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    Breaking the ‘colour bar’: Len Johnson, Manchester and anti-racism

    Hirsch, Shirin and Brown, Geoff (2023) Breaking the ‘colour bar’: Len Johnson, Manchester and anti-racism. Race and Class: a journal of racism, empire and globalisation, 64 (3). pp. 36-58. ISSN 0306-3968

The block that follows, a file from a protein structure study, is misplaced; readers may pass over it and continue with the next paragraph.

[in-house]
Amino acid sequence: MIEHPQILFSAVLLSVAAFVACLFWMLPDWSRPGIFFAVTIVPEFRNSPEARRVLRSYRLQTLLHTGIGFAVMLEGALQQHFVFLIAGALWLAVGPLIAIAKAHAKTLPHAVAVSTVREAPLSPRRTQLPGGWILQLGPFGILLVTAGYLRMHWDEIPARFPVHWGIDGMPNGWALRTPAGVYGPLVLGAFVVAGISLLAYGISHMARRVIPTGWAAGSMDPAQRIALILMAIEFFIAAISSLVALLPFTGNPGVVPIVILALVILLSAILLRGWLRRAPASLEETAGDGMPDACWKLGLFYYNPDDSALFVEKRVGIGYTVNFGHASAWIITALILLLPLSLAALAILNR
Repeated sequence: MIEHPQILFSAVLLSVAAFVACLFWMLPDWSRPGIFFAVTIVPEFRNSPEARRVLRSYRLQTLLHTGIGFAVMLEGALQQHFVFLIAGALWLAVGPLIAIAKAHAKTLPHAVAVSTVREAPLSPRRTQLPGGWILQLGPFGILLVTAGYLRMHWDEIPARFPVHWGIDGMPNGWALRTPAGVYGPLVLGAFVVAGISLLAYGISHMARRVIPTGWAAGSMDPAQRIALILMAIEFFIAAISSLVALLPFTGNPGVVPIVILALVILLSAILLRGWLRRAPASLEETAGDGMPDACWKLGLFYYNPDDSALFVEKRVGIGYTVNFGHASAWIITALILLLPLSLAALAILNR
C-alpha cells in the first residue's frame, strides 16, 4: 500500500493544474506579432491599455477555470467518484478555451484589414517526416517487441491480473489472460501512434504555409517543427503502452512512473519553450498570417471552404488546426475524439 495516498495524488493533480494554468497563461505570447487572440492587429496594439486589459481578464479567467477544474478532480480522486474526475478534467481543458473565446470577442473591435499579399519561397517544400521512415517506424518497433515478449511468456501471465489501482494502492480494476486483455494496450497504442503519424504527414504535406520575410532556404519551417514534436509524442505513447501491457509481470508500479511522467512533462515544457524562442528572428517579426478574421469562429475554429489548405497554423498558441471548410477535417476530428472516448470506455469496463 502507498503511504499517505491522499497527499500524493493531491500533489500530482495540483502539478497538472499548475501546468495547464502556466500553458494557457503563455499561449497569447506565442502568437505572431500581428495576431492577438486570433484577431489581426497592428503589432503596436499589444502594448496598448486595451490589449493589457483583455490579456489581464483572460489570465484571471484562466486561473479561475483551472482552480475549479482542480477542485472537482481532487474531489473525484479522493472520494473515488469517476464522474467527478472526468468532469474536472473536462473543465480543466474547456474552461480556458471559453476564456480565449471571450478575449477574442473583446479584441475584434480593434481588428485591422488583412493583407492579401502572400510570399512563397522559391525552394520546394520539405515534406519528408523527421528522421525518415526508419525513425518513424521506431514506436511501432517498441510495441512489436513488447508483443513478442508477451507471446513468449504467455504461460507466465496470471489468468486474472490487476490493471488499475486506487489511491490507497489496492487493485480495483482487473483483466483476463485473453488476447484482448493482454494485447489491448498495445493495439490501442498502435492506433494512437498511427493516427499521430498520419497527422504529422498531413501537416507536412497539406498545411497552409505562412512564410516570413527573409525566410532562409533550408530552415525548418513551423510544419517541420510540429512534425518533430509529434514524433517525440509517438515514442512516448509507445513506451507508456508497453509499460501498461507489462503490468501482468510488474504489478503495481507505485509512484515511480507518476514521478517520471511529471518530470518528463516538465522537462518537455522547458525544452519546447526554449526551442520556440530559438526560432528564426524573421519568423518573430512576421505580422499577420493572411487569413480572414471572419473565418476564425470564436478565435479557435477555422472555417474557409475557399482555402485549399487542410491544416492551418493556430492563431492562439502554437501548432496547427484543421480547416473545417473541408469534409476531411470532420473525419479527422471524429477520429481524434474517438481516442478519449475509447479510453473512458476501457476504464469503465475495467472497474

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    This article explores the overturning of the ‘colour bar’ in a Manchester pub in 1953. Led by Black boxer and Communist Len Johnson, the resistance and ultimate success in breaking the ‘colour bar’ tells much about Black agency, the relationship between anti-racism and the Communist Party, and the making and unmaking of race in modern Britain. The essay outlines Johnson’s life up until 1953 and the history of the ‘colour bar’ in Britain that shaped Johnson’s career trajectory. In Britain, formal ‘colour bars’ existed, like that in boxing, but it was far more common for informal ones to operate that were only revealed through resistance to individual impositions. In the post-war years, Johnson spent much of his time challenging these unwritten ‘colour bars’ in Manchester as well as creating a new and explicitly anti-racist space, the ‘New International Club’. Such actions were part of a vibrant and dynamic politics led by Black activists in 1940s and 1950s Manchester. This piece shows how Johnson’s Communist Party membership was both central to Johnson’s activism, which included hosting Paul Robeson in Manchester to the consternation of the Pan-Africanists, as well as how the Party itself held back on its commitment to fighting for racial equality.

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